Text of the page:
The Blazed Trail by Stewart Edward White
Part V: The Following of the Trail
Wallace Carpenter's search expedition had proved a failure, as Thorpe had foreseen, but at the end of the week, when the water began to recede, the little beagles ran upon a mass of flesh and bones. The man was unrecognizable, either as an individual or as a human being. The remains were wrapped in canvas and sent for interment in the cemetery at Marquette. Three of the others were never found. The last did not come to light until after the drive had quite finished.
Down at the booms the jam crew received the drive as fast as it came down. From one crib to another across the broad extent of the river's mouth, heavy booms were chained end to end effectually to close the exit to Lake Superior. Against these the logs caromed softly in the slackened current, and stopped. The cribs were very heavy with slanting, instead of square, tops, in order that the pressure might be downwards instead of sidewise. This guaranteed their permanency. In a short time the surface of the lagoon was covered by a brown carpet of logs running in strange patterns like windrows of fallen grain. Finally, across the straight middle distance of the river, appeared little agitated specks leaping back and forth. Thus the rear came in sight and the drive was all but over.
Up till now the weather had been clear but oppressively hot for this time of year. The heat had come suddenly and maintained itself well. It had searched out with fierce directness all the patches of snow lying under the thick firs and balsams of the swamp edge, it had shaken loose the anchor ice of the marsh bottoms, and so had materially aided the success of the drive by increase of water. The men had worked for the most part in undershirts. They were as much in the water as out of it, for the icy bath had become almost grateful. Hamilton, the journalist, who had attached himself definitely to the drive, distributed bunches of papers, in which the men read that the unseasonable condition prevailed all over the country.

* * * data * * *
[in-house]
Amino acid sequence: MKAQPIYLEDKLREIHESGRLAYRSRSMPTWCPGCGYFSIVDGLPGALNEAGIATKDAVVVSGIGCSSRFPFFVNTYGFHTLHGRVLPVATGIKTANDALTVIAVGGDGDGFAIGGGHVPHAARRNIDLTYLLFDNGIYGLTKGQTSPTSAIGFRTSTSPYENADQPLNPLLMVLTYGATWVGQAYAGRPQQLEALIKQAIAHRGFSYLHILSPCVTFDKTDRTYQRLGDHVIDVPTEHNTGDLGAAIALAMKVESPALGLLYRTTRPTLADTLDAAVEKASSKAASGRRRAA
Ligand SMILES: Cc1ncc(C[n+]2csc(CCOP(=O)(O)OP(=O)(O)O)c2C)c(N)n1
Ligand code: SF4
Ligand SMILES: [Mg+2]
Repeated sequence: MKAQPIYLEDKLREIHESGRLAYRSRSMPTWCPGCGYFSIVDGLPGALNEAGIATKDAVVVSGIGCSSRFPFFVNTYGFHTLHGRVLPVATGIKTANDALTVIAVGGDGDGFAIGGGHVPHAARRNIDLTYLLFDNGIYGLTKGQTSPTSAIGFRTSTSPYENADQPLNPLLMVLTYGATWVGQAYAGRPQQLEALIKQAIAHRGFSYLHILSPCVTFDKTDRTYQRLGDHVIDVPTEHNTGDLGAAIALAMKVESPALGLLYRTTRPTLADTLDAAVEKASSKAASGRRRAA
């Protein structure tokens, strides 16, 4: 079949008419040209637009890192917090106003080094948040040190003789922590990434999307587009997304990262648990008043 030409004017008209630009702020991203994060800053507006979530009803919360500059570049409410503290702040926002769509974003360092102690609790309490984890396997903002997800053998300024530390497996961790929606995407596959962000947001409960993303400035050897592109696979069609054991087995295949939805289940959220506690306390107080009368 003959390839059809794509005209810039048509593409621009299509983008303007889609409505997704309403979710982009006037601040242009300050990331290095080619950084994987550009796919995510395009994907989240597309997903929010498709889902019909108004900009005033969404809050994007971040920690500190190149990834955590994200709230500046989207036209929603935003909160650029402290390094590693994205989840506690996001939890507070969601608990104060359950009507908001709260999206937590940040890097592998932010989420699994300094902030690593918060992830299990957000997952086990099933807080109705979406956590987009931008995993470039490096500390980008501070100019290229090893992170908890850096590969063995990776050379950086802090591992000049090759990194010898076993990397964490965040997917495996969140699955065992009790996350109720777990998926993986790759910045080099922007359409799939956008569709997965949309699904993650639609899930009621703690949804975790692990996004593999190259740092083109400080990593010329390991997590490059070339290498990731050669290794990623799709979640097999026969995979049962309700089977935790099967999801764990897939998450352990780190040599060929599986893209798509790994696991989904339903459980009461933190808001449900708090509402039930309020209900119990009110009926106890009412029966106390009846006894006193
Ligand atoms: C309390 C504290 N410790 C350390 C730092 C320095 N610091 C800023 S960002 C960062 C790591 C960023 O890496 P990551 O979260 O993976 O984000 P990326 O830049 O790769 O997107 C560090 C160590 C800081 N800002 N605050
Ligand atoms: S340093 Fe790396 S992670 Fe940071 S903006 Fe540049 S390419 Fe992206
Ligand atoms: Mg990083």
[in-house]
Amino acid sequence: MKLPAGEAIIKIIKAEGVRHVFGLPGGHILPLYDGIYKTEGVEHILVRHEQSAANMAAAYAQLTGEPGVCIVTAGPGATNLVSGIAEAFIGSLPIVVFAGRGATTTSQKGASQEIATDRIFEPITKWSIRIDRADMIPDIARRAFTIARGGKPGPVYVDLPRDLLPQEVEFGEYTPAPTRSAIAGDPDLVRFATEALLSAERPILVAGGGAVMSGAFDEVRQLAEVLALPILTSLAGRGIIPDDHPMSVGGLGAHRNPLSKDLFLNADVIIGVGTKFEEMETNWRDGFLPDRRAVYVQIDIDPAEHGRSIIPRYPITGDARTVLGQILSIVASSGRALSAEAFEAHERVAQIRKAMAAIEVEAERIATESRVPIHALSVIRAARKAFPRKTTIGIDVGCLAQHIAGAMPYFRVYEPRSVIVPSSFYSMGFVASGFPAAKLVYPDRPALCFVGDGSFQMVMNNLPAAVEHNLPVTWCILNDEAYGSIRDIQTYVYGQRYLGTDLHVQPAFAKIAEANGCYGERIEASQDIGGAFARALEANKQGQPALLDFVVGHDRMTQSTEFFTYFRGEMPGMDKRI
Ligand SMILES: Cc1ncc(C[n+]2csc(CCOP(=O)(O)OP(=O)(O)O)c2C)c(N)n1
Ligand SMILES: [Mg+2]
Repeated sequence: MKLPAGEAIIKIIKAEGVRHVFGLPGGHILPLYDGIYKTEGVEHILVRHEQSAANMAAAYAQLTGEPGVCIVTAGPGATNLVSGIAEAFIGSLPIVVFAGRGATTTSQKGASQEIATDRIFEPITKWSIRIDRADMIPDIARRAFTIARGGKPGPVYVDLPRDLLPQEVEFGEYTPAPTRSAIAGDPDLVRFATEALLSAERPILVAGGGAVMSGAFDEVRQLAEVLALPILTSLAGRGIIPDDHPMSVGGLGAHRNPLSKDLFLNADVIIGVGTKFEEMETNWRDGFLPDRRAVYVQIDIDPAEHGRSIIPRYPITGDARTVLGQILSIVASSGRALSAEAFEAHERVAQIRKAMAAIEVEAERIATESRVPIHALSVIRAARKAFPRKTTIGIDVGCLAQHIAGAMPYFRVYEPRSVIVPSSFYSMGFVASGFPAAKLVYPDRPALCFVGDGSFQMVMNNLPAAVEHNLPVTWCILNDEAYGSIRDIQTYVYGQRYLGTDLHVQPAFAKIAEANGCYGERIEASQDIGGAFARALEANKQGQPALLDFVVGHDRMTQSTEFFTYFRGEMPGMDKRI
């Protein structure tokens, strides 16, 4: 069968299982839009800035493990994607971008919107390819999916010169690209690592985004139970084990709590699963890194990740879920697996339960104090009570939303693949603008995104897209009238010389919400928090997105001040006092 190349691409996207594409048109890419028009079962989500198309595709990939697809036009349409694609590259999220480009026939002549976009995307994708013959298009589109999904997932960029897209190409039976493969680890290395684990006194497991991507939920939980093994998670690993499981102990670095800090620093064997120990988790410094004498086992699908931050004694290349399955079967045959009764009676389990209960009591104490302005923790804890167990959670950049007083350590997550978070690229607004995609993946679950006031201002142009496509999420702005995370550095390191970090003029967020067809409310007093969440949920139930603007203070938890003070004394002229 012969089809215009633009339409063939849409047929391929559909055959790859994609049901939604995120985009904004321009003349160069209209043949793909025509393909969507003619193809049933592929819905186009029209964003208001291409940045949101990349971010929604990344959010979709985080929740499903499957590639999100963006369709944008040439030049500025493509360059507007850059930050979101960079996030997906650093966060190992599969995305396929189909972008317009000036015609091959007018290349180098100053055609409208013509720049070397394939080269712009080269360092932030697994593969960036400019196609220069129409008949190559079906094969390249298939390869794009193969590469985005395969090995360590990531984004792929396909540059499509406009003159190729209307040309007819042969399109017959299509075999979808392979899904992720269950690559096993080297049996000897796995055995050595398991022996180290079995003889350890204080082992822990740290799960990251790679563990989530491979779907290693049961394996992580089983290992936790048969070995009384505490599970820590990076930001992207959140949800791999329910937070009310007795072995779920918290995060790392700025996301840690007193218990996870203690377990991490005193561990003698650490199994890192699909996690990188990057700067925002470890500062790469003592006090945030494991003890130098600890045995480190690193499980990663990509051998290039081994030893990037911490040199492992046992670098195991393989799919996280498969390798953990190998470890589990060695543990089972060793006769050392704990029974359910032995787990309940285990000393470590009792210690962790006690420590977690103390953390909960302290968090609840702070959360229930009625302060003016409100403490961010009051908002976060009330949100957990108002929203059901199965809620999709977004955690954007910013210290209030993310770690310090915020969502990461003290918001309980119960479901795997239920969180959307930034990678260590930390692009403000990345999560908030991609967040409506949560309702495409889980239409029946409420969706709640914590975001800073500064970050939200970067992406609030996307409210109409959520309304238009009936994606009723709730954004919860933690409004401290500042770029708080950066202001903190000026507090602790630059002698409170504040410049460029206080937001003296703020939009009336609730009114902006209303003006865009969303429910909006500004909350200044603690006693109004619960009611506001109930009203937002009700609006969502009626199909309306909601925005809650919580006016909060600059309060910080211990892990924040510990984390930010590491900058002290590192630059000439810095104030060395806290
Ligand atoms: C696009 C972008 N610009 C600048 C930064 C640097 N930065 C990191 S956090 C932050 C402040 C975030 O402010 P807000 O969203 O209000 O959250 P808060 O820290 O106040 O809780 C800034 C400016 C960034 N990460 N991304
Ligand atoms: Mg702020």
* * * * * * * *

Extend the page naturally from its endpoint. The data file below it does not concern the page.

At length, however, it gave signs of breaking. The sky, which had been of a steel blue, harbored great piled thunder-heads. Occasionally athwart the heat shot a streak of cold air. Towards evening the thunder-heads shifted and finally dissipated, to be sure, but the portent was there.
Hamilton's papers began to tell of disturbances in the South and West. A washout in Arkansas derailed a train; a cloud-burst in Texas wiped out a camp; the cities along the Ohio River were enjoying their annual flood with the usual concomitants of floating houses and boats in the streets. The men wished they had some of that water here.
So finally the drive approached its end and all concerned began in anticipation to taste the weariness that awaited them. They had hurried their powers. The few remaining tasks still confronting them, all at once seemed more formidable than what they had accomplished. They could not contemplate further exertion. The work for the first time became dogged, distasteful. Even Thorpe was infected. He, too, wanted more than anything else to drop on the bed in Mrs. Hathaway's boarding house, there to sponge from his mind all colors but the dead gray of rest. There remained but a few things to do. A mile of sacking would carry the drive beyond the influence of freshet water. After that there would be no hurry.
He looked around at the hard, fatigue-worn faces of the men about him, and in the obsession of his wearied mood he suddenly felt a great rush of affection for these comrades who had so unreservedly spent themselves for his affair. Their features showed exhaustion, it is true, but their eyes gleamed still with the steady half- humorous purpose of the pioneer. When they caught his glance they grinned good-humoredly.
All at once Thorpe turned and started for the bank.
"That'll do, boys," he said quietly to the nearest group. "She's down!"
It was noon. The sackers looked up in surprise. Behind them, to their very feet, rushed the soft smooth slope of Hemlock Rapids. Below them flowed a broad, peaceful river. The drive had passed its last obstruction. To all intents and purposes it was over.